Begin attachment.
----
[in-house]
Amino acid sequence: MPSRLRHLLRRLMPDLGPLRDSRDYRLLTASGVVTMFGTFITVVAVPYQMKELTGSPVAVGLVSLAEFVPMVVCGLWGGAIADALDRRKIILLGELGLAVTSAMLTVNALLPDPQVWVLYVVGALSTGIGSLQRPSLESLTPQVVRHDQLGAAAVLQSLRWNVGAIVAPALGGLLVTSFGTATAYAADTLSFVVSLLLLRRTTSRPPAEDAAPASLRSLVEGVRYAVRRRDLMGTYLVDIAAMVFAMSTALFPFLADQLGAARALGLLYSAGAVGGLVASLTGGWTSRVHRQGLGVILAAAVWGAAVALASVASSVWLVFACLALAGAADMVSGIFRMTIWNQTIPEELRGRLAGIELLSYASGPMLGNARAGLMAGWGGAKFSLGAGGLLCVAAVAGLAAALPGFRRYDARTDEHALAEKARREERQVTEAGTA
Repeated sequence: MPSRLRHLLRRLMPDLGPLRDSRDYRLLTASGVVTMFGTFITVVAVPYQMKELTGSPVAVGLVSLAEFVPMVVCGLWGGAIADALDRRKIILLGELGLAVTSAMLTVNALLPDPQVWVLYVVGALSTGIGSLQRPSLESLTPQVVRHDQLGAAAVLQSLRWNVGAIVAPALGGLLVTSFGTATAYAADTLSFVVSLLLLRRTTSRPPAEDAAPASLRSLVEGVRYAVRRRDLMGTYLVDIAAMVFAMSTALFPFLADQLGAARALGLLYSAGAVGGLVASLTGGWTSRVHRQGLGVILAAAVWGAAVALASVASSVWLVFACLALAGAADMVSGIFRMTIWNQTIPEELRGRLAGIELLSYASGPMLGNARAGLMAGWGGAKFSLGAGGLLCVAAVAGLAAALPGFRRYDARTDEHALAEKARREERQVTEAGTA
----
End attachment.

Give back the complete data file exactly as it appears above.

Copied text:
[in-house]
Amino acid sequence: MPSRLRHLLRRLMPDLGPLRDSRDYRLLTASGVVTMFGTFITVVAVPYQMKELTGSPVAVGLVSLAEFVPMVVCGLWGGAIADALDRRKIILLGELGLAVTSAMLTVNALLPDPQVWVLYVVGALSTGIGSLQRPSLESLTPQVVRHDQLGAAAVLQSLRWNVGAIVAPALGGLLVTSFGTATAYAADTLSFVVSLLLLRRTTSRPPAEDAAPASLRSLVEGVRYAVRRRDLMGTYLVDIAAMVFAMSTALFPFLADQLGAARALGLLYSAGAVGGLVASLTGGWTSRVHRQGLGVILAAAVWGAAVALASVASSVWLVFACLALAGAADMVSGIFRMTIWNQTIPEELRGRLAGIELLSYASGPMLGNARAGLMAGWGGAKFSLGAGGLLCVAAVAGLAAALPGFRRYDARTDEHALAEKARREERQVTEAGTA
Repeated sequence: MPSRLRHLLRRLMPDLGPLRDSRDYRLLTASGVVTMFGTFITVVAVPYQMKELTGSPVAVGLVSLAEFVPMVVCGLWGGAIADALDRRKIILLGELGLAVTSAMLTVNALLPDPQVWVLYVVGALSTGIGSLQRPSLESLTPQVVRHDQLGAAAVLQSLRWNVGAIVAPALGGLLVTSFGTATAYAADTLSFVVSLLLLRRTTSRPPAEDAAPASLRSLVEGVRYAVRRRDLMGTYLVDIAAMVFAMSTALFPFLADQLGAARALGLLYSAGAVGGLVASLTGGWTSRVHRQGLGVILAAAVWGAAVALASVASSVWLVFACLALAGAADMVSGIFRMTIWNQTIPEELRGRLAGIELLSYASGPMLGNARAGLMAGWGGAKFSLGAGGLLCVAAVAGLAAALPGFRRYDARTDEHALAEKARREERQVTEAGTA